Loropetalum Leaves Turning Brown: Common Causes

The Loropetalum plant, a.k.a. The Chinese Fringe Flower is widely known for its attractive purple foliage and easygoing nature. The leaves tend to stay dark green or burgundy (depending on how much light it gets), with same-colored flowers atop the growth.

You might be surprised to find your loropetalum leaves turning brown one day, but what could be the reason for this? Let’s take a look and find out.

Reasons Why Your Loropetalum Leaves are Turning Brown

loropetalum leaves turning brown


Overwatering is perhaps the most common reason why your Chinese fringe bush is sporting brown or decaying leaves. If you see the usually-green or purple leaves turning sickly yellow to rotten brown, then chances are that the plant is unable to bring water to the top of the leaves and hence, the changing of foliage color.

Plants should be able to bring water to the leaf and stems at the end, but if the root system is compromised then they will have a bit of trouble. Overwatering often leads to root rot, which in turn leads to the eventual death of your loropetalum if the problem is not addressed.

You might think that brown leaves on loropetalum shrubs are a sign that it’s thirsty, but more often than not it’s the exact opposite.

Fortunately, the Chinese Fringe is tougher than you’d assume. All you need to do is immediately stop watering and feel the top inch of the soil- is it overly wet or moist? If yes, allow the medium to dry out before you water again.

Frost Damage

Although Loropetalums are mostly grown in the southern part of the country they do tend to appear in cooler regions now and then. The shrub is hardy in zones 7 through 10 and is a warm-loving species (which explains why it needs full sunlight).

That said, loropetalum is notorious for frost sensitivity and can only withstand a few degrees below zero. The plant will get stressed, and its topmost leaves will start turning brown as a result of the freezing temperatures. It’s worth noting that new growth tends to get damaged more than the mature foliage, but in the end, your loropetalum is likely to survive the ordeal.

To prevent frost damage you can transport container fringe plants indoors and in temperatures ranging between 46 to 54 degrees F. If planted in gardens you can cover them with an old blanket or garden sheets during the night and when expecting heavy frost.

Over Fertilizing

loropetalum leaves turning brown

Overfertilization is another factor in loropetalum leaves turning brown. This is known as ‘fertilizer burn’, or when there’s too much nitrogen content in the soil.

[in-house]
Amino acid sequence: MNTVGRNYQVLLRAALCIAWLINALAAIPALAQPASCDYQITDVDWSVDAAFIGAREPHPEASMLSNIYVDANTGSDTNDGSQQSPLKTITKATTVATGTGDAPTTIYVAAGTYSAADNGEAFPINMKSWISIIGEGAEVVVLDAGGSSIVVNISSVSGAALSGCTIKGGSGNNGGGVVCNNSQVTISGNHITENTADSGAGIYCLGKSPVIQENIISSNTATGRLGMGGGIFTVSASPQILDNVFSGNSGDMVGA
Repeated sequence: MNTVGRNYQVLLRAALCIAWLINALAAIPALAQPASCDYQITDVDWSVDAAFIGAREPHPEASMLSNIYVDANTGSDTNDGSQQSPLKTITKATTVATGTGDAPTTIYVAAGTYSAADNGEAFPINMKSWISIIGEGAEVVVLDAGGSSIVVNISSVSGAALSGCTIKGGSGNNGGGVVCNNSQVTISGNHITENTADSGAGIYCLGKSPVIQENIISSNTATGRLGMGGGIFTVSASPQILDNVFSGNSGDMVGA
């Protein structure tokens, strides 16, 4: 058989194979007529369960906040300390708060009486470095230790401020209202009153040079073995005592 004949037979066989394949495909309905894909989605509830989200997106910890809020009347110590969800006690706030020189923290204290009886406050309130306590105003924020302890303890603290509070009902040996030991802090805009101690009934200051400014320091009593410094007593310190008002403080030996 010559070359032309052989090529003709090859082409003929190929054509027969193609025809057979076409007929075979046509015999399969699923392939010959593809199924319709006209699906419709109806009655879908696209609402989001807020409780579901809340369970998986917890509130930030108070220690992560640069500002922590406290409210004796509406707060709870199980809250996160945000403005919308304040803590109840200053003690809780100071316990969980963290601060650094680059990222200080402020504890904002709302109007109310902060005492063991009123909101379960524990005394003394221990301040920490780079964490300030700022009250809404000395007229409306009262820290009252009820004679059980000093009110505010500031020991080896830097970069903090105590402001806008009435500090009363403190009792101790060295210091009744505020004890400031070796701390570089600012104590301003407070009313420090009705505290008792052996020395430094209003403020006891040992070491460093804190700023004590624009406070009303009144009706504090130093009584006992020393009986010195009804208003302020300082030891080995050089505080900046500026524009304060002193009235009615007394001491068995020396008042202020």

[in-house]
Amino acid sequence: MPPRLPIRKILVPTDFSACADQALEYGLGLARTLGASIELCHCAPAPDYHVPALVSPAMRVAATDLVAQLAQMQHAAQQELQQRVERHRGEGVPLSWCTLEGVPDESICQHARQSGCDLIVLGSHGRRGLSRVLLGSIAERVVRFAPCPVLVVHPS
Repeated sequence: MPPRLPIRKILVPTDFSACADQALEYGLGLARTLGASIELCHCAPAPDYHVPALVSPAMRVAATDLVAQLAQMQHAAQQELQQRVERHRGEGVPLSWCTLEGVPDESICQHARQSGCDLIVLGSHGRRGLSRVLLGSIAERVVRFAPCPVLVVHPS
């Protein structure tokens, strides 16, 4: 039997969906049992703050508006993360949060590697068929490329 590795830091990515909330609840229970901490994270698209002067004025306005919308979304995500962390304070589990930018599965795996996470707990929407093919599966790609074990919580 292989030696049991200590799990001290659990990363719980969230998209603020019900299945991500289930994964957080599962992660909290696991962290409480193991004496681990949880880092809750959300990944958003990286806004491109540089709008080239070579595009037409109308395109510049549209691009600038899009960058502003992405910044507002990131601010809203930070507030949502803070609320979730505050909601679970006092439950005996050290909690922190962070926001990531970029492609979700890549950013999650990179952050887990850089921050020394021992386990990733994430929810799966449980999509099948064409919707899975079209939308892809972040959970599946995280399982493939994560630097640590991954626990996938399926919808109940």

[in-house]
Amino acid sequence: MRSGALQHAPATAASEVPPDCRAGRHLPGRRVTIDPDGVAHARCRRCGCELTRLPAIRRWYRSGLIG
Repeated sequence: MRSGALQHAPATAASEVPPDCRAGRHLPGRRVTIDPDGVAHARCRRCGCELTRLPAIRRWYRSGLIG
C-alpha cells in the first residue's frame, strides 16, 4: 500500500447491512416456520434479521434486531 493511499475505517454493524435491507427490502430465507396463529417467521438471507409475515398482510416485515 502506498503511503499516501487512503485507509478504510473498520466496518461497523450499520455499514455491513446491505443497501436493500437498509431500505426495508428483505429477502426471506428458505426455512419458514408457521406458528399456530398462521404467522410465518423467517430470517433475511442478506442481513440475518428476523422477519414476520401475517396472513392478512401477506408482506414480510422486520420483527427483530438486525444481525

In general, Chinese Fringe won’t need as much fertilization as long as you put them in a location that gets at least partial sun daily. If you must, you should provide a slow-release fertilizer starting in spring and only two or three times per growing season.

Also, make sure you follow the manufacturer’s instructions when feeding your loropetalum shrubs. Brown, crispy leaves are a sure sign that the plant is getting too much nitrogen. To reduce the amount of nitrogen and save your fringe plant, you can run clean water from a hose to the base for at least 10 to 20 minutes to ‘flush’ it out.

Blight Damage

Blight, also known as anthracnose, is caused by fungi in the soil or moisture. This condition usually happens when spring is followed by heavy bouts of rain, as well as too much overhead watering. The leaves get too wet, and soon develop leaf spots and lesions that are brownish-black in color.

You’ll know it’s blight damage if your loropetalum’s new leaves and shoots have the characteristic leaf spot or lesions and fall off prematurely. The condition may come and go every growing season but it’s best avoided with proper watering.

To resolve blight on your Chinese Fringe Flower you’ll want to stop watering and wait several days before taking any further action. Using sterilized shears or scissors, cut away infected areas and dispose of the material promptly. If the soil is too wet after rain or watering, then it’s recommended that you amend it with small rocks or sand.

Blight may make your loropetalum plant appear unhealthy but there’s a high chance that it will recover.